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4) Publish the KB (which stores the matching policy). Once you have the matching policy, you can use this in a Data Quality Project:

5) See How I ran a Data Quality Project (with matching activity) in the image below.

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Note: You can export the clean data-set via Data Quality Project.

Situation 2:
We’ve a list of Supplier Names and we want to identify “matching” supplier names.

Note that in this situation, you would see how to use more than one domain to create a matching rule.
Solution 2:
Most of the steps would remain same as situation 1, But I want to show you Matching Policy & Matching Results
Matching Policy:

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Matching results:

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Also, I want to show that, the matching policy (DQS KB) that we created earlier can be used in Master Data Services too!

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3. Cleaning records using reference data set from Windows Azure Data Market

Data Quality Services can help you clean your data using a reference data set from Windows Azure Data Market. For the purpose of the demo, we’re going to clean few address records by using the Melissa Data’s Address check reference data set.

1) Configure Data Quality Services to use reference data sets. Tutorial here:

http://msdn.microsoft.com/en-us/library/hh213070.aspx

2) Go to datamarket.azure.com > and I subscribed to “Address check – verify, correct, Geocode US and Canadian Addresses Data” ; we’ll see how to use this in next steps.

3) Note that as of now, we can only have reference data-sets from Azure Data Market. However, the MSDN thread: http://social.msdn.microsoft.com/Forums/hu-HU/sqldataqualityservices/thread/750faef8-dd69-4a71-b0c1-18ca2f93d59d suggests that we’ll have an ability to provide our (private/self-provided) reference data-sets in next service updates. So for now we’ll have to connect to Azure data market for reference data-sets and for the purpose of the Demo, I connected to Melissa Data’s Address Check.

4) Now via DQS client, let’s create a Knowledge Base!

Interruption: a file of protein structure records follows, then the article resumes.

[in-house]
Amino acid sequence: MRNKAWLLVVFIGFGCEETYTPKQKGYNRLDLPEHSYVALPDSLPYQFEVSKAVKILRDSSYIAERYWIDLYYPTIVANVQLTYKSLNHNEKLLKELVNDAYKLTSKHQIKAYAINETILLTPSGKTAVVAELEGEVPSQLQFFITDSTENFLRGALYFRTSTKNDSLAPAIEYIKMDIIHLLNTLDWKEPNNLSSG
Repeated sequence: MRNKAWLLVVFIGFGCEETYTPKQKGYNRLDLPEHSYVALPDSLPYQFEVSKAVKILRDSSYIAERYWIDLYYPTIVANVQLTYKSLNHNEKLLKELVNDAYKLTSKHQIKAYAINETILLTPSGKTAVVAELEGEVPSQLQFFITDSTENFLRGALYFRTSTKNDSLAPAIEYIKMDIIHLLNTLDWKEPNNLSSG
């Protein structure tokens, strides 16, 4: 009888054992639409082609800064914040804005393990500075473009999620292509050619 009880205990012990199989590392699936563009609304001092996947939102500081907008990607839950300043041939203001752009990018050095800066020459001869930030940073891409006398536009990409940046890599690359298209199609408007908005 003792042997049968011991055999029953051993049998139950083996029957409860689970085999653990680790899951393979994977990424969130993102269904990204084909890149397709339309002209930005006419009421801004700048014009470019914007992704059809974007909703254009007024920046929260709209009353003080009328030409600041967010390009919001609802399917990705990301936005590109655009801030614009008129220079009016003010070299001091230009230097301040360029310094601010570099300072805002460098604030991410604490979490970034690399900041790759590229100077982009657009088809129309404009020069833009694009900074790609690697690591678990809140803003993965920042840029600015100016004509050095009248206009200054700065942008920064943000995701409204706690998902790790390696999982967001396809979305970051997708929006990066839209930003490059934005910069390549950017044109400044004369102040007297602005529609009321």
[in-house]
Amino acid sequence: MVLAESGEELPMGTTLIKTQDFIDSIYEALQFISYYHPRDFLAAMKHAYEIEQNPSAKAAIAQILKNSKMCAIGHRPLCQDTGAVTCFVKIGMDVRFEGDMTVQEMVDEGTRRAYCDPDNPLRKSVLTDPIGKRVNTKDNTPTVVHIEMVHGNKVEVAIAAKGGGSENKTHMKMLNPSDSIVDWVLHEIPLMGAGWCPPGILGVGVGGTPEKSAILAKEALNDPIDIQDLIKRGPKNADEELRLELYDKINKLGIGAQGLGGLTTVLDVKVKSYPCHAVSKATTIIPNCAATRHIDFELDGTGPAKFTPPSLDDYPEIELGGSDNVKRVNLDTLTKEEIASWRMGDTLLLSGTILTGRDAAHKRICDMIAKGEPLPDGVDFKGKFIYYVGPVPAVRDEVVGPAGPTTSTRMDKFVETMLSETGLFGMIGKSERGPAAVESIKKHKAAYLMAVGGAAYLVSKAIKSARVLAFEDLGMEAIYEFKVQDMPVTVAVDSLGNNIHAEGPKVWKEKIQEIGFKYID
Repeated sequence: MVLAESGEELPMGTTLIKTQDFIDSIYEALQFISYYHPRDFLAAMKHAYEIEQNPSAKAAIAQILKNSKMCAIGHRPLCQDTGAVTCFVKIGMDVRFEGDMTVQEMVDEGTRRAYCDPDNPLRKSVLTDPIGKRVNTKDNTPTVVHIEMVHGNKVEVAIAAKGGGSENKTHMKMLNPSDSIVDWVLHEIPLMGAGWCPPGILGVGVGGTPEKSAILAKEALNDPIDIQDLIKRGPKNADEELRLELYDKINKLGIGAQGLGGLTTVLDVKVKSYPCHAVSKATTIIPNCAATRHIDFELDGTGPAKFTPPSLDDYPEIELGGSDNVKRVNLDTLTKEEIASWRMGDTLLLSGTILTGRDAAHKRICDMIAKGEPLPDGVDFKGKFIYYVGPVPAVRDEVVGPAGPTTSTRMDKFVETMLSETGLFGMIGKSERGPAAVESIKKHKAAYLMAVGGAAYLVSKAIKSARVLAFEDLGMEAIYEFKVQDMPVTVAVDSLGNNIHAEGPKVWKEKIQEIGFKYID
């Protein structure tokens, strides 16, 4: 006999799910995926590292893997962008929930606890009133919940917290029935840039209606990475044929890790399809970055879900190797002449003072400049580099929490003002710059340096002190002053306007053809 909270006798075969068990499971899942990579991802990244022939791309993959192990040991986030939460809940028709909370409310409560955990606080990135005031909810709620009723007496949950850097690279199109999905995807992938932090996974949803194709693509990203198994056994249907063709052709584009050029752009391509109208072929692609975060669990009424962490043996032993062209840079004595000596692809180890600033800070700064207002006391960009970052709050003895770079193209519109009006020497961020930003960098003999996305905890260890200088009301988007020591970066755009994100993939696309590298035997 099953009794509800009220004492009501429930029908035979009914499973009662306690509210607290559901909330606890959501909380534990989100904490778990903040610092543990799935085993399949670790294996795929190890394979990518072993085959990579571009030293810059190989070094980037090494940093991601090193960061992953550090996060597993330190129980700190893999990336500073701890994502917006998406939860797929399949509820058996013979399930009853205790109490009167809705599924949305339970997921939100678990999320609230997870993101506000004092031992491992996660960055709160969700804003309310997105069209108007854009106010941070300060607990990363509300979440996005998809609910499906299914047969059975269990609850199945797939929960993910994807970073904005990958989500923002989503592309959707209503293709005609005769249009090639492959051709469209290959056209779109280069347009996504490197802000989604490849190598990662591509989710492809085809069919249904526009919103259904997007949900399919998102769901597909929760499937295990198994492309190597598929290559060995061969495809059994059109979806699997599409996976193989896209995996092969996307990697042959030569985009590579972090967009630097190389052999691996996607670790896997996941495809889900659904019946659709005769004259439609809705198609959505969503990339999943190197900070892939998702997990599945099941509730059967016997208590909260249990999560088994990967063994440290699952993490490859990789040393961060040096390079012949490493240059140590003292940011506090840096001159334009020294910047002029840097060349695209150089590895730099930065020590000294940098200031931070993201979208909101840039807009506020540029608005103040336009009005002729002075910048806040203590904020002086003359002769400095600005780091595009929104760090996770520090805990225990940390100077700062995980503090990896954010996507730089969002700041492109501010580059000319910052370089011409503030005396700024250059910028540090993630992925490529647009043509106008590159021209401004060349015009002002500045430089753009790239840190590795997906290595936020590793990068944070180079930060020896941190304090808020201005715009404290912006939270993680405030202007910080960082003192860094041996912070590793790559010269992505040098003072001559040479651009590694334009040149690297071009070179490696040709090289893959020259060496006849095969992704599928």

5) I’ve created following domains:

Address Line

City

State

Zip

And a composite domain: Full Address which contains domains: Address line, city, state and zip in the composite domains.

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6) And for the composite domain Full Address – this is how you configure reference data-sets:

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7) After creating the Knowledge Base, start a new DQS project. Here the cleaning happens at the composite domain level and this is a demo of how DQS uses third party reference data-set to classify records as suggested, new, invalid, corrected or correct. You can see that DQS corrected few records and mentions that the reason in this case was Melissa data’s address verify reference data-set:

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Thus you can see that you can use reference data sets to clean your data.

before we conclude this article, here’s a Bonus Tip!

Difference between domain values vs. Term based Relations:

Domain Values Term Based Relations
It allows us to correct the entire value in a domain It allows us to correct a word/term within a value in a domain
E.g.USA -> United StatesUS -> United States E.g.John Senior -> John Sr.John Junior -> John Jr.George Sr -> George Sr.Mister Smith -> Mr. Smith
Note that the entire value in the domain is changed. Note that only PART of the domain value was changed.

Conclusion:

In Part 2, we covered following topics:
1. Validating and correcting value in a field based on value in another field(s) in the same row
2. Reduce data duplication
3. Cleaning records using reference data-set from Windows Azure Data Market